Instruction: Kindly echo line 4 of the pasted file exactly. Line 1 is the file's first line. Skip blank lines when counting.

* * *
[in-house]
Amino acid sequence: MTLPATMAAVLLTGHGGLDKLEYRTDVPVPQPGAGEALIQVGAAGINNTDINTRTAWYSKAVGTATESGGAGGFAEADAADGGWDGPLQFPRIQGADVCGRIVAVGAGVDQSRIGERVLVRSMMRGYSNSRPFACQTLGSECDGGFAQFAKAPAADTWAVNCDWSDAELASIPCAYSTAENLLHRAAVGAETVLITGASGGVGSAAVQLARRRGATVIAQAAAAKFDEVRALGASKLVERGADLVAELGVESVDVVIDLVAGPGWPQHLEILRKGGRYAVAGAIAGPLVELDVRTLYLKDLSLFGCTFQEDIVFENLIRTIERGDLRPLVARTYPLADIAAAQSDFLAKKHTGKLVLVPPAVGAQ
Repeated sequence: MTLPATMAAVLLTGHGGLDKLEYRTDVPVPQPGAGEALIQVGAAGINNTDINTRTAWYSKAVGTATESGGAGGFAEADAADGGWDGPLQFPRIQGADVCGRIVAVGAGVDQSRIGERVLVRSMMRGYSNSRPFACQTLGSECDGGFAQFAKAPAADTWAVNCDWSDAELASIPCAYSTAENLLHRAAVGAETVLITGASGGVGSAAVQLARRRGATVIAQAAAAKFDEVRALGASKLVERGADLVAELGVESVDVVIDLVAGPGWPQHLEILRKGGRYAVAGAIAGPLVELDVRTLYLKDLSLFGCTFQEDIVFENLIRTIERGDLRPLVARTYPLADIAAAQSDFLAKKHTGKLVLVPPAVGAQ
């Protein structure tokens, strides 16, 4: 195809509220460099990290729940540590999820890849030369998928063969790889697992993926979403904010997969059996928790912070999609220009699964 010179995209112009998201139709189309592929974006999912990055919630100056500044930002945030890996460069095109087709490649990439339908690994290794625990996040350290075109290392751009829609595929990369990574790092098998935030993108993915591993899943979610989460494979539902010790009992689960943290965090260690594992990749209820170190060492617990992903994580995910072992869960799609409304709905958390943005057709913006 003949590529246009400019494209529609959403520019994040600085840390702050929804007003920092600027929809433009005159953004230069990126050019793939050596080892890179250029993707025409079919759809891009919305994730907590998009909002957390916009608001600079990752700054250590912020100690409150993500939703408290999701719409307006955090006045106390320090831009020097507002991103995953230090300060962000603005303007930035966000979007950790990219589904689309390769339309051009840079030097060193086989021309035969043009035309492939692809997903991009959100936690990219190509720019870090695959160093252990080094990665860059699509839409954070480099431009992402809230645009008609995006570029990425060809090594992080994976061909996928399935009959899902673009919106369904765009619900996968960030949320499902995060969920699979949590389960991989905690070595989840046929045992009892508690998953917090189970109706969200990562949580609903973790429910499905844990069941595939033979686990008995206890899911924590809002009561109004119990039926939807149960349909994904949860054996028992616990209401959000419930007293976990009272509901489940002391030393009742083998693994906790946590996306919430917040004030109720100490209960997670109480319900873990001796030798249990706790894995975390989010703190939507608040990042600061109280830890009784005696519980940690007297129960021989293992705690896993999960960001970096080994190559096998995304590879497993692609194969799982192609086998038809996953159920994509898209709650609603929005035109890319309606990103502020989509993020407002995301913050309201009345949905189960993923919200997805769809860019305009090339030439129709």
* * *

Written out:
């Protein structure tokens, strides 16, 4: 195809509220460099990290729940540590999820890849030369998928063969790889697992993926979403904010997969059996928790912070999609220009699964 010179995209112009998201139709189309592929974006999912990055919630100056500044930002945030890996460069095109087709490649990439339908690994290794625990996040350290075109290392751009829609595929990369990574790092098998935030993108993915591993899943979610989460494979539902010790009992689960943290965090260690594992990749209820170190060492617990992903994580995910072992869960799609409304709905958390943005057709913006 003949590529246009400019494209529609959403520019994040600085840390702050929804007003920092600027929809433009005159953004230069990126050019793939050596080892890179250029993707025409079919759809891009919305994730907590998009909002957390916009608001600079990752700054250590912020100690409150993500939703408290999701719409307006955090006045106390320090831009020097507002991103995953230090300060962000603005303007930035966000979007950790990219589904689309390769339309051009840079030097060193086989021309035969043009035309492939692809997903991009959100936690990219190509720019870090695959160093252990080094990665860059699509839409954070480099431009992402809230645009008609995006570029990425060809090594992080994976061909996928399935009959899902673009919106369904765009619900996968960030949320499902995060969920699979949590389960991989905690070595989840046929045992009892508690998953917090189970109706969200990562949580609903973790429910499905844990069941595939033979686990008995206890899911924590809002009561109004119990039926939807149960349909994904949860054996028992616990209401959000419930007293976990009272509901489940002391030393009742083998693994906790946590996306919430917040004030109720100490209960997670109480319900873990001796030798249990706790894995975390989010703190939507608040990042600061109280830890009784005696519980940690007297129960021989293992705690896993999960960001970096080994190559096998995304590879497993692609194969799982192609086998038809996953159920994509898209709650609603929005035109890319309606990103502020989509993020407002995301913050309201009345949905189960993923919200997805769809860019305009090339030439129709």